Beavers are harvested for their fur, which is used in coats and trimmings. Some people enjoy eating beaver meat. In the past, beaver fur, meat, and oil were immensely important in attracting both Native Americans and European settlers to our region.

The wetlands created by beavers (see Ecosystem Connections) benefit humans by improving water quality, retaining sediments, reducing flood impacts, and providing a variety of opportunities for wildlife. However, human-wildlife conflict can occur when beaver dams threaten human habitation or agricultural land.

Beavers are considered “ecosystem engineers” due to their ability to create habitat that other species are dependent on. By constructing dams, beavers create and maintain wetlands, providing habitat for countless plants, animals, birds, and insects.

Signs and Tracks

Front track:

  • 3½ inches long
  • 5 toes, though often only 3 or 4 toes leave a track.

Hind track:

  • 6–7 inches long, 5 inches wide
  • 5 toes, though often only 3 or 4 toes leave a track
  • toes are webbed, though the marks are not always distinct
  • hind track is often confused with goose tracks.

Other notes:

  • Beaver are common on banks of rivers and other aquatic habitats where trees are nearby.
  • On steep banks, look for scratch marks.
  • Hind tracks are positioned just in front of the front tracks, but often they land directly on top of the front tracks so that the front tracks are indistinguishable.
  • The flat tail often drags down the middle, sometimes obliterating foot tracks.
  • The claws leave marks.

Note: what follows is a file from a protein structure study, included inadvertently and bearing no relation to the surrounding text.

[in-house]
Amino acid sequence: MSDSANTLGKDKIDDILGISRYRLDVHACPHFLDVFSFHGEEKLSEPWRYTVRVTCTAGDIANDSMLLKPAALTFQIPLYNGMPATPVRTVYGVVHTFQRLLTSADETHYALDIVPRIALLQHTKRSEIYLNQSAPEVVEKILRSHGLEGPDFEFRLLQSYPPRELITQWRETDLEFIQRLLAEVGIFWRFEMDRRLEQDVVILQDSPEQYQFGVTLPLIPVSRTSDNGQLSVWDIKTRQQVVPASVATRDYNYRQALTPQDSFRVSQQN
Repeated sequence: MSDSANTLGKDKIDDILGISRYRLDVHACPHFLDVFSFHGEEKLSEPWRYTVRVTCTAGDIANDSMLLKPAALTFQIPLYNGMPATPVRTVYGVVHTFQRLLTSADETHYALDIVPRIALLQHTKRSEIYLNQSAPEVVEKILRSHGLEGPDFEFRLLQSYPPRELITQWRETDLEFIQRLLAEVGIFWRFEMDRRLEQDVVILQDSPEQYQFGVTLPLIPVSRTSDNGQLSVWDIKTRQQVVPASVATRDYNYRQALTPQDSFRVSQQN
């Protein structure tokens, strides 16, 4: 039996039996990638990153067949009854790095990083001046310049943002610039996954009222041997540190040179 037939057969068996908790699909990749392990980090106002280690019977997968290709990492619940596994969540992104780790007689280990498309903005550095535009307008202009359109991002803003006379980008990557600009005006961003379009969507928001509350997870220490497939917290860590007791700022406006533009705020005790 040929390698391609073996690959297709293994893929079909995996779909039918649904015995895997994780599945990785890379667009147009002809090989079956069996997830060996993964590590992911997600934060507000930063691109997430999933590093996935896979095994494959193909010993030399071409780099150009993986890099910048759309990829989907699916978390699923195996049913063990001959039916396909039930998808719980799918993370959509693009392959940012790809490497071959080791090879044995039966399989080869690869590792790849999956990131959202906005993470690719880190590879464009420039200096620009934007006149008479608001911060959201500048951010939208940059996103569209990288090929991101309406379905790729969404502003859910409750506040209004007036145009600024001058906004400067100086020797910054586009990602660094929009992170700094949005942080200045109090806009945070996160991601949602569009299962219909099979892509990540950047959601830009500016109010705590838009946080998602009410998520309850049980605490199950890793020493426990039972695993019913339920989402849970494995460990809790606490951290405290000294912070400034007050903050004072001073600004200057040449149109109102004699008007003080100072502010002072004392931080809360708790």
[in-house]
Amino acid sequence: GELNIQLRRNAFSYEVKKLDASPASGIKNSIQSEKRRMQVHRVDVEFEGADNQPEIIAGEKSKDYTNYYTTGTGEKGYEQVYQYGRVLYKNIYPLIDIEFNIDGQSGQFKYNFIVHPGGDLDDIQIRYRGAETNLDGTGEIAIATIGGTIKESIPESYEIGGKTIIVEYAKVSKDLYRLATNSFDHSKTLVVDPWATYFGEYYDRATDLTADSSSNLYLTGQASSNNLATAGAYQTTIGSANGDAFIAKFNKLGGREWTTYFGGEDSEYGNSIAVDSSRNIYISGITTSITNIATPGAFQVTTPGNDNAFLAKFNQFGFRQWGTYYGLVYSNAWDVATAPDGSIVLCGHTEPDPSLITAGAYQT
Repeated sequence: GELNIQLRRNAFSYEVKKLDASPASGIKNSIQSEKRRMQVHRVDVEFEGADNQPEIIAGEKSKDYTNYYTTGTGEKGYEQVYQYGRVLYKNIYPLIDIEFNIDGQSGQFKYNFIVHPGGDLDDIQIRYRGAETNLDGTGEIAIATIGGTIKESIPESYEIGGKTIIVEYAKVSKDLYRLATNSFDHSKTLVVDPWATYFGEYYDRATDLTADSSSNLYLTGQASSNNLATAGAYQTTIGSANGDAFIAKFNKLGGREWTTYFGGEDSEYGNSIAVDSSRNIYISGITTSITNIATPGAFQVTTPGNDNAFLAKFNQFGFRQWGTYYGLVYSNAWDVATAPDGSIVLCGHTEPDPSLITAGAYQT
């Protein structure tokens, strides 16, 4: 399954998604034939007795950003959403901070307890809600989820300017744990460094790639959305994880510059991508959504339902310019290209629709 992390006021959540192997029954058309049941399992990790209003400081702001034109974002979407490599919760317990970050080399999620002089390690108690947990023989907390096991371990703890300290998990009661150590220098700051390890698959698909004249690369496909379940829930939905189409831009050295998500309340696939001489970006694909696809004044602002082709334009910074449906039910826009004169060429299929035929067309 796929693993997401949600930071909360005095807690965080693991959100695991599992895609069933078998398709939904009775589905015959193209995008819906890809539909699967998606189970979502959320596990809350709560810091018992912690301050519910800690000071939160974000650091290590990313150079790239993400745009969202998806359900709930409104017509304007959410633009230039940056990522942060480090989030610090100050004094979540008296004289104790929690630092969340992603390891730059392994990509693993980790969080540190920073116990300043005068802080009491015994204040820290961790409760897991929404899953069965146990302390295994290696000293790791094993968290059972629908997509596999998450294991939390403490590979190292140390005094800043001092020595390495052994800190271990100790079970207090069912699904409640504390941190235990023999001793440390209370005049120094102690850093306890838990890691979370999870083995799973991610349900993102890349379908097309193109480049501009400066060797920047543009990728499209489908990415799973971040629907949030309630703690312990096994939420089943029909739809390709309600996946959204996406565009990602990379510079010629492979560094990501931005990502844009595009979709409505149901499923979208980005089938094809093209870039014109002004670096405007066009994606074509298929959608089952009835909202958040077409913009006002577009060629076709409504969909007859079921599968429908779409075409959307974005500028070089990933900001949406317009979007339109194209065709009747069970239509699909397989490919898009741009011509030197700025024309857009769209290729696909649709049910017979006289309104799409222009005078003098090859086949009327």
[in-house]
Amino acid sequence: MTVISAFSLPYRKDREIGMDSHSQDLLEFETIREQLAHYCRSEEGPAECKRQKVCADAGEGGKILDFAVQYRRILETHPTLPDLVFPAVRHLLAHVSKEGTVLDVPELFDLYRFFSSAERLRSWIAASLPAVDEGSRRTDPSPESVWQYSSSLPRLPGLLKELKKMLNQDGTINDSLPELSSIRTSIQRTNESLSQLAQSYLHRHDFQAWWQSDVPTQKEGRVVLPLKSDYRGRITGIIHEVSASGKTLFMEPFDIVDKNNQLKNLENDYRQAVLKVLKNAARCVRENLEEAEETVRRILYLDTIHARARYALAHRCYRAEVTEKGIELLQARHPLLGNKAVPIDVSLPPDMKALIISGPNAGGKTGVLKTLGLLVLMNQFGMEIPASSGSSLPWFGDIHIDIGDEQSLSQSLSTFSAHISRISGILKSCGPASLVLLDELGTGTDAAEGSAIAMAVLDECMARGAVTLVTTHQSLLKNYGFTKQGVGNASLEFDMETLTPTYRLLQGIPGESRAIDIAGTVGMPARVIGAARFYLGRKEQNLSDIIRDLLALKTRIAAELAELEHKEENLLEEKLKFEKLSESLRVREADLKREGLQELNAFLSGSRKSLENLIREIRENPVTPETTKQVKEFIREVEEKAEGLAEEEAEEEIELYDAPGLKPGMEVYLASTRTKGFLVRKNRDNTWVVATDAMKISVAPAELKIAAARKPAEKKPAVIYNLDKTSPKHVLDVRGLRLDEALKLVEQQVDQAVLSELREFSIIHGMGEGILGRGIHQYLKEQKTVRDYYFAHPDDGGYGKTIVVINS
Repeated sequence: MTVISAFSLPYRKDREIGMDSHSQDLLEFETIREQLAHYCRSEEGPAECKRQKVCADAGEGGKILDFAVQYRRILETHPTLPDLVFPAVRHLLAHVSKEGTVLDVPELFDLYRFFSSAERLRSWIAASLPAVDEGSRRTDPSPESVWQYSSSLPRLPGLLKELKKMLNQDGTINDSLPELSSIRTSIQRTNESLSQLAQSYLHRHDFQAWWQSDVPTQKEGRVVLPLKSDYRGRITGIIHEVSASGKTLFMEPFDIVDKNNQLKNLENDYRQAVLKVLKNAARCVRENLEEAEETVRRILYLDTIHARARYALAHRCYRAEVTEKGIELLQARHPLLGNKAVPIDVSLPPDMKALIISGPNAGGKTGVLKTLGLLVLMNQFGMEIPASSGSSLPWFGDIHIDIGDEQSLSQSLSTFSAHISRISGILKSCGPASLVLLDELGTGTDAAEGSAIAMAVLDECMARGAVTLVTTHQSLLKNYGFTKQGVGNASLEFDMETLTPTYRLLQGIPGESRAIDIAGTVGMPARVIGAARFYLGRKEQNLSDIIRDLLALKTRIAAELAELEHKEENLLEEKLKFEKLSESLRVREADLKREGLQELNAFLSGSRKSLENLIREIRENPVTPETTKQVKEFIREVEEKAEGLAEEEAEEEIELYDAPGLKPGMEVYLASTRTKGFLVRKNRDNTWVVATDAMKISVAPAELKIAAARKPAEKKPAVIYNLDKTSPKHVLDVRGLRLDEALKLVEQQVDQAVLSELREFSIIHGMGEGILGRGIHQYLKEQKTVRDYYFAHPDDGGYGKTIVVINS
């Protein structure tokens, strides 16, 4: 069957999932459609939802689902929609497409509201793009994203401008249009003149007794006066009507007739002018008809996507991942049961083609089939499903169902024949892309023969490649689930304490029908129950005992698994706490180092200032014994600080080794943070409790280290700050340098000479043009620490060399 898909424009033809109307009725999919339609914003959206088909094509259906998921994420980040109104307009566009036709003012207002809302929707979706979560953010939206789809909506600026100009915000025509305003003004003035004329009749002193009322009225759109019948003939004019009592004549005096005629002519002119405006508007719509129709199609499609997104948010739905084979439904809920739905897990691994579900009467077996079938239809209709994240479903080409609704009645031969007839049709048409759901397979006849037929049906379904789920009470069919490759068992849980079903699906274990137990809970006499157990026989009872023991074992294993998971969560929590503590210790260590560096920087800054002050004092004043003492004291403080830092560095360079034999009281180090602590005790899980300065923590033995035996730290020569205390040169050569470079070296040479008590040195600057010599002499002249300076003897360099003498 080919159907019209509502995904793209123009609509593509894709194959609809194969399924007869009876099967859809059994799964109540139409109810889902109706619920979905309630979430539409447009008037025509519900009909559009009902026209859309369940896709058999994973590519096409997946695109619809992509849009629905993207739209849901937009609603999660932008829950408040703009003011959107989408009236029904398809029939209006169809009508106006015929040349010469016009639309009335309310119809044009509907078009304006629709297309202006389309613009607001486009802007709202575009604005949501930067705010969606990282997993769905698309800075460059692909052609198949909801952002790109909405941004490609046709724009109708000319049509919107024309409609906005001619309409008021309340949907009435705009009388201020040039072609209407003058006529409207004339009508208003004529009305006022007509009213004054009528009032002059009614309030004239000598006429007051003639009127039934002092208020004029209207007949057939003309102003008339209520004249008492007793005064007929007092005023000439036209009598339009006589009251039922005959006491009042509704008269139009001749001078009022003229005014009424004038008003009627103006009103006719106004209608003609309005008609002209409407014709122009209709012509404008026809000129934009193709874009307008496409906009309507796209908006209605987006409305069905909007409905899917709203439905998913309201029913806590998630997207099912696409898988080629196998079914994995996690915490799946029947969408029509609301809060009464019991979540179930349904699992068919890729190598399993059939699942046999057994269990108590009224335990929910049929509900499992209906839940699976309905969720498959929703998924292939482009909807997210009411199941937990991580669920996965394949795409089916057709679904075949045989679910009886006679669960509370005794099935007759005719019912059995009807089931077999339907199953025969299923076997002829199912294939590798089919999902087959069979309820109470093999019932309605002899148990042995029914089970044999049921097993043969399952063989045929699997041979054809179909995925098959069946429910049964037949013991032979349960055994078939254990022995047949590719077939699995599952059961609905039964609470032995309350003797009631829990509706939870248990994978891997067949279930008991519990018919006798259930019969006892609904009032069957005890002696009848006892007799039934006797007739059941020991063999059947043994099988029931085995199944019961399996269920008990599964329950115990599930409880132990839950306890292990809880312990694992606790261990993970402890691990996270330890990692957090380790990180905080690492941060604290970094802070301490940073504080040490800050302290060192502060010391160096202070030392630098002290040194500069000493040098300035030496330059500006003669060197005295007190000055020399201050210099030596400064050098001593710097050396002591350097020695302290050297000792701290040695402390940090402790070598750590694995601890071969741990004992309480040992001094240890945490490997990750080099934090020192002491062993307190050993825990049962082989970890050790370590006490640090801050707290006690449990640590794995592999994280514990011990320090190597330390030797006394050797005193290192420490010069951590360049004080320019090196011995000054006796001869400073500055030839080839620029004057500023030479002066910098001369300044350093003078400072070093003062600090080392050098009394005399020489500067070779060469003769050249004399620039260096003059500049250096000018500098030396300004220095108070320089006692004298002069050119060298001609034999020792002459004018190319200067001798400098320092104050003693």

• Toe pad prints and heel pad prints are not separated (the entire finger leaves print).
  • Look for other beaver sign, especially their distinctively gnawed and felled trees and branches.
  • Trees are usually cut in autumn. In the summer, beaver eat more green foods, such as giant ragweed.
  • Beaver generally forge a trail and then stick to it. Thus their tracks often overlap a great deal. Over time, the trail can turn into a little trench.
  • Scats are not commonly seen, because beaver usually poop in the water. Scats are sometimes seen in ice in winter.
Media Gallery
Similar Species

Where to See Species

Long Ford Access was purchased in 2003. It lies adjacent to the Route B Bridge on the Osage Fork of the Gasconade River.
Miller Community Lake is 27-acres and has a one-mile surrounding hiking trail, a boat ramp and picnic tables. At normal pool the lake has a maximum depth of 18 feet.
This area was donated to the Conservation Department by S.P. Glover and W.P. Forman of Shelbyville in 1963.
About Mammals in Missouri
More than 70 species of wild mammals live in Missouri: opossums; shrews and moles; bats; rabbits; woodchuck, squirrels, beaver, mice, voles, and other rodents; coyote, foxes, bear, raccoon, weasels, otter, mink, skunks, bobcat, and other carnivores; deer and elk; and more. Most of us recognize mammals easily — they have fur, are warm-blooded, nurse their young, and breathe air.